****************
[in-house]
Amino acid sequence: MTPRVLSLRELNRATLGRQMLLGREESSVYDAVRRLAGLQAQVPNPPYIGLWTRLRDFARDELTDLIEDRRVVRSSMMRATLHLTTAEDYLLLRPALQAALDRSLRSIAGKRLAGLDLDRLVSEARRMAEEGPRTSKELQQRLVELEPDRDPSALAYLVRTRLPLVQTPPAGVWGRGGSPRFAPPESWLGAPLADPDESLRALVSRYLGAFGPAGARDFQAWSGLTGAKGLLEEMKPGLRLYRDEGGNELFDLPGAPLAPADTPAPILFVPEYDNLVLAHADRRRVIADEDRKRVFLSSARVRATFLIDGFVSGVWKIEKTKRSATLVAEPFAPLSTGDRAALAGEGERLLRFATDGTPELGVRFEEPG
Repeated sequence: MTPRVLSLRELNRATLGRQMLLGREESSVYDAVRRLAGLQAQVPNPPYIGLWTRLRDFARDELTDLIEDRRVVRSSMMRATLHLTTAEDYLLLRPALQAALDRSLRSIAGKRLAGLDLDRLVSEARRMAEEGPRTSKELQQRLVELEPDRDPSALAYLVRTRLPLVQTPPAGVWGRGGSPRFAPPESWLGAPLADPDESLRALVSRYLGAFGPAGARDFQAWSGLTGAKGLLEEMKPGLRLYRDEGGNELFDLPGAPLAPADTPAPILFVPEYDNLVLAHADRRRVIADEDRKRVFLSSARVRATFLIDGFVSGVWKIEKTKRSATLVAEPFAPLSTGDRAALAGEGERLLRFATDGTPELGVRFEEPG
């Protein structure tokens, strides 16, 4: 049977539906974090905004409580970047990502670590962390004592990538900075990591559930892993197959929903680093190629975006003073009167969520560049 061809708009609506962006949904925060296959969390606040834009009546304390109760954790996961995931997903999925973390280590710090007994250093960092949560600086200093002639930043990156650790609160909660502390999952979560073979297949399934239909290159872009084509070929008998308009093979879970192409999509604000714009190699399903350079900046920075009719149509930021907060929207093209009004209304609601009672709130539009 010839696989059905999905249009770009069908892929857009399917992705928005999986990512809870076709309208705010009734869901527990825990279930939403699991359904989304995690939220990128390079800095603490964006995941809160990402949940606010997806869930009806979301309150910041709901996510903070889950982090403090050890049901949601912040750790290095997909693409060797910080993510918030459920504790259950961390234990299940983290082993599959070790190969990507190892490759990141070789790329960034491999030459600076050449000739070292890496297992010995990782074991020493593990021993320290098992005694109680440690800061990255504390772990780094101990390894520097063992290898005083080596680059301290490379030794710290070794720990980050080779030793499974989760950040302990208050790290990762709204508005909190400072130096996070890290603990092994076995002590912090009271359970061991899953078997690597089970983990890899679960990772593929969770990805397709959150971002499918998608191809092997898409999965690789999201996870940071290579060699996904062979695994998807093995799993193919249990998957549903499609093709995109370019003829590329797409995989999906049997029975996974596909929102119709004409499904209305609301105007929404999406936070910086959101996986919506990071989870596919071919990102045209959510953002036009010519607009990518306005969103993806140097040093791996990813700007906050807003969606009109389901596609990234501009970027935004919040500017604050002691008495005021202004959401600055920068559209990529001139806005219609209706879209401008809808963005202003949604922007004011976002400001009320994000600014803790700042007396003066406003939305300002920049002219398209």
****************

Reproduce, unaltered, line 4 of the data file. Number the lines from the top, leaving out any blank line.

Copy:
């Protein structure tokens, strides 16, 4: 049977539906974090905004409580970047990502670590962390004592990538900075990591559930892993197959929903680093190629975006003073009167969520560049 061809708009609506962006949904925060296959969390606040834009009546304390109760954790996961995931997903999925973390280590710090007994250093960092949560600086200093002639930043990156650790609160909660502390999952979560073979297949399934239909290159872009084509070929008998308009093979879970192409999509604000714009190699399903350079900046920075009719149509930021907060929207093209009004209304609601009672709130539009 010839696989059905999905249009770009069908892929857009399917992705928005999986990512809870076709309208705010009734869901527990825990279930939403699991359904989304995690939220990128390079800095603490964006995941809160990402949940606010997806869930009806979301309150910041709901996510903070889950982090403090050890049901949601912040750790290095997909693409060797910080993510918030459920504790259950961390234990299940983290082993599959070790190969990507190892490759990141070789790329960034491999030459600076050449000739070292890496297992010995990782074991020493593990021993320290098992005694109680440690800061990255504390772990780094101990390894520097063992290898005083080596680059301290490379030794710290070794720990980050080779030793499974989760950040302990208050790290990762709204508005909190400072130096996070890290603990092994076995002590912090009271359970061991899953078997690597089970983990890899679960990772593929969770990805397709959150971002499918998608191809092997898409999965690789999201996870940071290579060699996904062979695994998807093995799993193919249990998957549903499609093709995109370019003829590329797409995989999906049997029975996974596909929102119709004409499904209305609301105007929404999406936070910086959101996986919506990071989870596919071919990102045209959510953002036009010519607009990518306005969103993806140097040093791996990813700007906050807003969606009109389901596609990234501009970027935004919040500017604050002691008495005021202004959401600055920068559209990529001139806005219609209706879209401008809808963005202003949604922007004011976002400001009320994000600014803790700042007396003066406003939305300002920049002219398209």